Facebook Takes Charge in New Initiative to Help Fight Ebola

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Since Ebola broke out in West Africa in March 2014, more than 13,000 people have been afflicted by the disease. To date, according to the most recent reports from the World Health Organization, 4,950 people, more than 30% of those affected, have succumbed to this hemorrhagic fever.

One of the biggest obstacles in the fight against Ebola has been a lack of capital. While the United States has made significant donations in the form of medical facilities and military assistance, with many other countries following suit, the effort overall has remained sorely underfunded and understaffed. With word breaking that the fight against the fatal disease has a powerful new benefactor, however, many are hopeful that the tide may indeed change.

Facebook CEO Mark Zuckerberg made headlines recently when he and his wife donated $25 million in personal funds to the Centers for Disease Control and Prevention to aid their fight against the disease now rampaging across Africa. Zuckerberg has also taken to the social media giant to engage in the continued battle.

In a concerted effort with NetHope, a nonprofit organization, Facebook has donated approximately 100 satellite communications towers, towers which can effectively boost phone and internet signals, ensuring that communication remains open between aid workers in the affected regions. Satellite communication systems have long been used to link remote areas with isolated phone systems to the systems in areas with better infrastructure.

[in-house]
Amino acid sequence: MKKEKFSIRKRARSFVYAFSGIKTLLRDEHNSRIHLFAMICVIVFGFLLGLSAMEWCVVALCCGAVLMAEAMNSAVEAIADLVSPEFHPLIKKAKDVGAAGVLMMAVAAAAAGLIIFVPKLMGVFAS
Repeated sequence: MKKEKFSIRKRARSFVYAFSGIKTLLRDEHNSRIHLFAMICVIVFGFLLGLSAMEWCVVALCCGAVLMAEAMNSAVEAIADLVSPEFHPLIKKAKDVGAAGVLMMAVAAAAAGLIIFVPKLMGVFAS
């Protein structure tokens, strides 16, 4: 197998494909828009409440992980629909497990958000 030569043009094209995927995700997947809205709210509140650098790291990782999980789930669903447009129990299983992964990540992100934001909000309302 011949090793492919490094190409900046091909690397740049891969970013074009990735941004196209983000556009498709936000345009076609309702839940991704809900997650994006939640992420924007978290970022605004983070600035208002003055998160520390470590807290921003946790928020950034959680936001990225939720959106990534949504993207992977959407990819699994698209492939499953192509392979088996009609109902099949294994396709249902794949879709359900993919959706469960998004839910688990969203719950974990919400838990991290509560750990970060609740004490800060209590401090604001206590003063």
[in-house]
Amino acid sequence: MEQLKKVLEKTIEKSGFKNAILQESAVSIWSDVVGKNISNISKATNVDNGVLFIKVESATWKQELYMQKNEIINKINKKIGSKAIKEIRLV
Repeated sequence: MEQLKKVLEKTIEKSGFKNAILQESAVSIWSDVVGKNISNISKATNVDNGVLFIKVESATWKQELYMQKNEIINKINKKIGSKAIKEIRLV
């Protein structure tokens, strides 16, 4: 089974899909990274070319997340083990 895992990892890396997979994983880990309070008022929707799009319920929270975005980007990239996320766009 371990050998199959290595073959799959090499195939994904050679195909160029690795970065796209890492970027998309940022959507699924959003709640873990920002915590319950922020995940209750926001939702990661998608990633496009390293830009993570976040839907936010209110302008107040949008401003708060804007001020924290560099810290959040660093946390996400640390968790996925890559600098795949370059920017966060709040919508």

Facebook Launches New Donation Tool for Users Interested in Helping the Cause

Beyond the Zuckerberg family’s massive personal donation and the technological support of one of the world’s most powerful tech companies, Facebook has also engineered a new donation tool that its 1.4 billion users can use to help support relief efforts. The move is in response to troubling statistics which show that donations for organizations fighting Ebola are significantly lower than other recent crises, like 2011’s axis-tilting earthquake in Japan.

The interface is simple enough: a window appears at the top of users’ news feeds. The window reads, “You Can Help Stop Ebola. Donate to organizations working in West Africa so they can save lives and stop the outbreak.” Users are then given the option to “Learn More” or “Donate Now.”

Statistics on the efficacy of the donation tool aren’t yet available; however, if each user were to give only $1 to the cause, something Facebook no doubt realizes, it would mean $1.4 billion in direct financing to put an end to a crisis that has gone on for far too long.

Have you or do you plan to donate to Ebola efforts via Facebook? Tell us why or why not in the comments below.

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